For the seventh anniversary of the occupation of Crimea, the Crimean Tatar Resource Center presented a short film Crimean Tatars: A Struggle for Survival (in English), which tells about the events of 2014, about the repressions against representatives of the indigenous Crimean Tatar people, as well as about human rights violations on the peninsula.
Seven years ago, on February 26, 2014, tens of thousands of Crimean Tatars, Ukrainians and Crimean residents of other nationalities, in response to the appeal of the Mejlis of the Crimean Tatar people, came to the Verkhovna Rada of the Autonomous Republic of Crimea and did not allow the pro-Russian MPs to make unconstitutional decisions on the disconnection of Crimea from Ukraine.
On that day, the civil society of Crimea defended the territorial integrity of Ukraine in a peaceful, legal way, not allowing Russia and its agents in Crimea to hold an extraordinary session in order to simulate the alleged voluntary transition of Crimea to Russia.
Unfortunately, the massive nonviolent resistance of the inhabitants of the peninsula could not prevent the temporary occupation of Crimea, which has been going on for seven years. The Crimean Tatar people, the indigenous people of Crimea, hundreds of thousands of Ukrainians and residents of other nationalities, who remain loyal to the Ukrainian state, remain hostages of the Russian invaders.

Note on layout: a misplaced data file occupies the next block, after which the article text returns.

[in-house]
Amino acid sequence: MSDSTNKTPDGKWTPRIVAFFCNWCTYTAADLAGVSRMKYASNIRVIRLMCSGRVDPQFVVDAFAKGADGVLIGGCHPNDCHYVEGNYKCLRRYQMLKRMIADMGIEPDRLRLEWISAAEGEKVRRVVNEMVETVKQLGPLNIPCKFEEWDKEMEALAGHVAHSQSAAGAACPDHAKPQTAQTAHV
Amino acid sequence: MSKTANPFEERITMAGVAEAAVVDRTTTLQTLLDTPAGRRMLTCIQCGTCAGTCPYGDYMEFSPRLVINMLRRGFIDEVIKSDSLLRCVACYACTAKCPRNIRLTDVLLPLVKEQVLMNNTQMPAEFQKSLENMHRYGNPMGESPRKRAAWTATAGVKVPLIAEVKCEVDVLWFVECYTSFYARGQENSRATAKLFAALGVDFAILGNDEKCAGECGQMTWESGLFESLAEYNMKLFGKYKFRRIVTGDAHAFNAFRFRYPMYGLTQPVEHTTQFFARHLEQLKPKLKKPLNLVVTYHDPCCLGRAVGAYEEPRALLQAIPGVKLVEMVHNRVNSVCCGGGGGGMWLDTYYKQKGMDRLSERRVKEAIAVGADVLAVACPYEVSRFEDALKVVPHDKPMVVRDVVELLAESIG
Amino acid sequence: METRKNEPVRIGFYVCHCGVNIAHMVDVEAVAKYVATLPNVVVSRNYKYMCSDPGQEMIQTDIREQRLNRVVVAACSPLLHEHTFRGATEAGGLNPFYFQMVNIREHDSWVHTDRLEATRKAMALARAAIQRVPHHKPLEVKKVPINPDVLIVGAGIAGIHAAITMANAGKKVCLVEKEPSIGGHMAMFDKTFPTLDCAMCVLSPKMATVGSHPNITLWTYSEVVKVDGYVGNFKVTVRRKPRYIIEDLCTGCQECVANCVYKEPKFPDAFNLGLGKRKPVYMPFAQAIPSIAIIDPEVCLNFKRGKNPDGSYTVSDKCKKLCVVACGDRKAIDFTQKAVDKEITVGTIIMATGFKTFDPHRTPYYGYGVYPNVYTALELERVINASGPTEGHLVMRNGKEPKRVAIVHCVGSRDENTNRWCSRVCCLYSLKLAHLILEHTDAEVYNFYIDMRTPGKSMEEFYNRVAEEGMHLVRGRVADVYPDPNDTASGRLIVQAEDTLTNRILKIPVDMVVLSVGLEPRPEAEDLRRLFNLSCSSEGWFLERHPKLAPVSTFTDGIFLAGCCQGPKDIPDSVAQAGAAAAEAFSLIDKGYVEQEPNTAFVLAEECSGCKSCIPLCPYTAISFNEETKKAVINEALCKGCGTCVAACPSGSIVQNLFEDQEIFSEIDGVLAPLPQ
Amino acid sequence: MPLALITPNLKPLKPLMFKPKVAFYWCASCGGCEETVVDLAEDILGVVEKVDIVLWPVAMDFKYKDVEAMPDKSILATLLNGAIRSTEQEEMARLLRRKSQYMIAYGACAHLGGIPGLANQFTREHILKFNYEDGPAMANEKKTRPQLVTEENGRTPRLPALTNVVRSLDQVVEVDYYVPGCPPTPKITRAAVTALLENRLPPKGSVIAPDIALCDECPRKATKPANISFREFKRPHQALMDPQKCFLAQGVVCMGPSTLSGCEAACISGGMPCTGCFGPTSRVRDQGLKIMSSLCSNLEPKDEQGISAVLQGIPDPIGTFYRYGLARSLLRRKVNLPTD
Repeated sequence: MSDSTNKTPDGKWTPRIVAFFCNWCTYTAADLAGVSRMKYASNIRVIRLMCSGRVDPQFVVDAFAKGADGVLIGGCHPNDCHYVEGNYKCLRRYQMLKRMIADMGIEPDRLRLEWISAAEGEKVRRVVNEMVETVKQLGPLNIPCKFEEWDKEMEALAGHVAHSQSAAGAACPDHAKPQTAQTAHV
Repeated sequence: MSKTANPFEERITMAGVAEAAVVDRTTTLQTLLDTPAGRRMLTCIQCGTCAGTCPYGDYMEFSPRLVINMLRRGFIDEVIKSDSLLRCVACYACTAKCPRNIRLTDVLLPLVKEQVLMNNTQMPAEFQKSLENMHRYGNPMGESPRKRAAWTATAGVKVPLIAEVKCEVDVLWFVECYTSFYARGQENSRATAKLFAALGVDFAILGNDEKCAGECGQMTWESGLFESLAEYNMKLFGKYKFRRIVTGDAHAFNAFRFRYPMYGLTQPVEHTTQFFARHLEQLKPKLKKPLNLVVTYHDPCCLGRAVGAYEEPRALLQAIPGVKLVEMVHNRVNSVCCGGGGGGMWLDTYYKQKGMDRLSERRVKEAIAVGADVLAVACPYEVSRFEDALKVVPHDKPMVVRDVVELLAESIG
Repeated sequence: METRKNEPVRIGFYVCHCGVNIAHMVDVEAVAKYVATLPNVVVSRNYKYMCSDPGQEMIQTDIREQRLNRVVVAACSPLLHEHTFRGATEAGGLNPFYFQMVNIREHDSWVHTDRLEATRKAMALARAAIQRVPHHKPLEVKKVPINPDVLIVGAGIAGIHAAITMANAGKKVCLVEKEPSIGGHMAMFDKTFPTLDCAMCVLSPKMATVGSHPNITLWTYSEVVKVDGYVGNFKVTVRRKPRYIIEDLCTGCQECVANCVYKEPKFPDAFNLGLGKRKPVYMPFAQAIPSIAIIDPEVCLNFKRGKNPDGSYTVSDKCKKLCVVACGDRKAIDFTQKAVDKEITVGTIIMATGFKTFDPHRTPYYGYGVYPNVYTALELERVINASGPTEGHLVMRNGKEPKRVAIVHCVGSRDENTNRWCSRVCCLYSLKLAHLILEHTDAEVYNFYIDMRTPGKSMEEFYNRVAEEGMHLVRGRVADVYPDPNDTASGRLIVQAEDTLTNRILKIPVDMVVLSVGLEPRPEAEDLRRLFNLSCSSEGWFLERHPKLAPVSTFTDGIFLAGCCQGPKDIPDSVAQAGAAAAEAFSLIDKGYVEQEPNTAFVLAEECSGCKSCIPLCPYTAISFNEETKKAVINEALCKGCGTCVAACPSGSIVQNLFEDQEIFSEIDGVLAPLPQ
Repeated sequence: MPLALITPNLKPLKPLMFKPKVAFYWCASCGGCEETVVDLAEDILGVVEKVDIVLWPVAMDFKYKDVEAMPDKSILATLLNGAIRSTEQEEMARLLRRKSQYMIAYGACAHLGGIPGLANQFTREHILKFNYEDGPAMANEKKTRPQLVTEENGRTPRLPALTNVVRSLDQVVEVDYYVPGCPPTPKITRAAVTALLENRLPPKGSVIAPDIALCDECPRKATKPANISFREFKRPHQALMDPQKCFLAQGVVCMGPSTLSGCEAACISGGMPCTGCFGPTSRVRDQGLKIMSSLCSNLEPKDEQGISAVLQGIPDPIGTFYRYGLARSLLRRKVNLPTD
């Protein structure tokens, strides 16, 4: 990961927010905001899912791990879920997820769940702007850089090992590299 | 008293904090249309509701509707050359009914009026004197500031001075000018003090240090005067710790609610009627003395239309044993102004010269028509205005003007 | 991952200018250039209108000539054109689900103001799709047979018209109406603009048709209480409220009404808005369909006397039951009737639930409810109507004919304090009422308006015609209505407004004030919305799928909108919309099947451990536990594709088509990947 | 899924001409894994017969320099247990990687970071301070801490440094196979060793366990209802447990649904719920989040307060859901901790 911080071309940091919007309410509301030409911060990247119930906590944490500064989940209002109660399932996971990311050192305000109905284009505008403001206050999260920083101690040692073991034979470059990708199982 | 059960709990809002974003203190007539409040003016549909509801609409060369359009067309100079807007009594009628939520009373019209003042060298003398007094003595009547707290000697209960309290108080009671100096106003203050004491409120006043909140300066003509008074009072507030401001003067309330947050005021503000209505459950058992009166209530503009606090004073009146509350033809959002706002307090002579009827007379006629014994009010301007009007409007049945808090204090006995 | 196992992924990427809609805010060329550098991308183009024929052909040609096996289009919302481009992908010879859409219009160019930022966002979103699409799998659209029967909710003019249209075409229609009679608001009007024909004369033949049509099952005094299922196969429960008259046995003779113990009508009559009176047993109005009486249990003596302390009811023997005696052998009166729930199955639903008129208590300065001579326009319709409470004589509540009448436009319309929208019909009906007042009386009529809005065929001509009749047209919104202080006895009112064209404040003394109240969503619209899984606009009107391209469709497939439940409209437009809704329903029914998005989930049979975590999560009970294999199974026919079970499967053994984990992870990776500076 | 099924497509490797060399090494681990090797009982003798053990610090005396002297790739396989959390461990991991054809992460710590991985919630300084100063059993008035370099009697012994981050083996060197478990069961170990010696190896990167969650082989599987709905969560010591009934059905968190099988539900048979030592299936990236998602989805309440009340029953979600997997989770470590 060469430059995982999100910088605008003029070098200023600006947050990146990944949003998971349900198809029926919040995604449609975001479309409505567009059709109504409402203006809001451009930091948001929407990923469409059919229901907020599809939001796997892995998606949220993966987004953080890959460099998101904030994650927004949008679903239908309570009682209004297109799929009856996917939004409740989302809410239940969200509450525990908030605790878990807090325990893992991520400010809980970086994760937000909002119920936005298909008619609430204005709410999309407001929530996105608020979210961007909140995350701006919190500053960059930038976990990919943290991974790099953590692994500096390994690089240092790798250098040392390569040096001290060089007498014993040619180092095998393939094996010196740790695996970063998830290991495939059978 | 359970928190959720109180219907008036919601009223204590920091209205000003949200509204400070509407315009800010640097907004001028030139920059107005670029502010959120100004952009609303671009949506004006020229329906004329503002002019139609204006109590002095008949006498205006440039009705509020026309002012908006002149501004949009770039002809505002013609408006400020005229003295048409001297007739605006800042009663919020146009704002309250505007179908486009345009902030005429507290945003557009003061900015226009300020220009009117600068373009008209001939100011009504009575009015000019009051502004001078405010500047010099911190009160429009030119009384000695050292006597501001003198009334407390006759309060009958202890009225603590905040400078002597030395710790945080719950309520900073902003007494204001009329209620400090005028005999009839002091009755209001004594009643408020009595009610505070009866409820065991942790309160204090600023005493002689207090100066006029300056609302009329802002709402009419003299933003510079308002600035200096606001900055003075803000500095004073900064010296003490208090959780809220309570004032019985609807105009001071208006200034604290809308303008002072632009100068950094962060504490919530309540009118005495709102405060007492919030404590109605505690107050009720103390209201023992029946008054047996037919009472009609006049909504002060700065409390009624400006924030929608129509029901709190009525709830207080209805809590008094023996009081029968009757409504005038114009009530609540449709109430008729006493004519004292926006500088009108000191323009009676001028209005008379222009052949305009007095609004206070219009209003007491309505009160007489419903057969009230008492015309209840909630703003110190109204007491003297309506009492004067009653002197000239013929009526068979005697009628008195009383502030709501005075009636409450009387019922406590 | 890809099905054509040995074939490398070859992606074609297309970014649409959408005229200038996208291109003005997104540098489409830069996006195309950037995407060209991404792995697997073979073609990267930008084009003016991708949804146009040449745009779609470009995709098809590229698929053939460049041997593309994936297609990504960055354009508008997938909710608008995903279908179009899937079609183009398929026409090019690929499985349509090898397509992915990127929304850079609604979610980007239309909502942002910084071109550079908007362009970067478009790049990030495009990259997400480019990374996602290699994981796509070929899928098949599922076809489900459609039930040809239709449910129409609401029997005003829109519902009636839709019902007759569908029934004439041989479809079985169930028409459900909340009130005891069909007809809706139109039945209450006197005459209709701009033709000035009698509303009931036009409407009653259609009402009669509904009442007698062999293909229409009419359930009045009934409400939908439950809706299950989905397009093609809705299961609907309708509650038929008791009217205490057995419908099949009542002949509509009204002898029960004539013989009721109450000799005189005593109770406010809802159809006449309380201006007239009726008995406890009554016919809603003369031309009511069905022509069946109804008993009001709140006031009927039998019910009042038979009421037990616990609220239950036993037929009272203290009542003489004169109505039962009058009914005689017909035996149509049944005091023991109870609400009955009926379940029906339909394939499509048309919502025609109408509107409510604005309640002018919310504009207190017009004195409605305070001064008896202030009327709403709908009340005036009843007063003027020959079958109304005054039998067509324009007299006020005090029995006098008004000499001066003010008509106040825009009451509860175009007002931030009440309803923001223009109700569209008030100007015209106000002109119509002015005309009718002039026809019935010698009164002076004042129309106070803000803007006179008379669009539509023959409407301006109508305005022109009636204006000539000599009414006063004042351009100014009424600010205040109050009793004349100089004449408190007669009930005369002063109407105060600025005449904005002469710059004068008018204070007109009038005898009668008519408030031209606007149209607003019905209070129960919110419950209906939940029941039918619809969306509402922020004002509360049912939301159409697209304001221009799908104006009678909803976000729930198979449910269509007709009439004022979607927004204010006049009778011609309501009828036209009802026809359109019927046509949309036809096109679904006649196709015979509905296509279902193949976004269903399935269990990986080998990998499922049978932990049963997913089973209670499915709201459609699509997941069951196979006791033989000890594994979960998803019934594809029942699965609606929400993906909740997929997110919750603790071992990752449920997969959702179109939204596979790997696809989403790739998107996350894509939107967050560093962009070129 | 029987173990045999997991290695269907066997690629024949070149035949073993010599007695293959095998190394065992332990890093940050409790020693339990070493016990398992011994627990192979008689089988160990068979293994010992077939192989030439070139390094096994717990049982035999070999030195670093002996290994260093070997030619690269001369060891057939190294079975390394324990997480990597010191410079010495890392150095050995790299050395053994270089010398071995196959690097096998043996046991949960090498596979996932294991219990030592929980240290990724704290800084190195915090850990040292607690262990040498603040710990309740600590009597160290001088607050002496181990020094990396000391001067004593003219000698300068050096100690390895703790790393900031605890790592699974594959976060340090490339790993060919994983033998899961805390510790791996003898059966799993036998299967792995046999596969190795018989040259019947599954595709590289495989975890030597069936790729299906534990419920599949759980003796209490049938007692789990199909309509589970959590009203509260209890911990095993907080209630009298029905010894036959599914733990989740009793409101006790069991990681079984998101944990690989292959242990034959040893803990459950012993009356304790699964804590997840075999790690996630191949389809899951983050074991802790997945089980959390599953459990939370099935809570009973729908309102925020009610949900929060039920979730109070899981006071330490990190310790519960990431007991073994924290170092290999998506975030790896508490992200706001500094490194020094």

The film of the Crimean Tatar Resource Center tells about the events of 2014, about the illegal occupation of Crimea, about systematic repressions against the indigenous Crimean Tatar people. Mass searches, arrests, illegal trials began to be used as a method of intimidating the population disloyal to Russia.
The film reveals the following problems:
reduction of education in Crimean Tatar and Ukrainian languages;
lack of freedom of speech in Crimea and the closure of indigenous ethnic media outlets;
the transformation of the peninsula into a military foothold;
the prohibition of the representative body of the indigenous people – the Mejlis;
Resolutions and decisions of authoritative international organizations are ignored by Russia.
With this film, we want to once again draw the attention of the entire international community to the problem of the occupation of Crimea, to the problems of people who continue to suffer at the hands of the occupier for their position. Seven years later, Crimean Tatars continue their non-violent struggle for the right to live in their homeland, because they still have pain. Does it hurt you?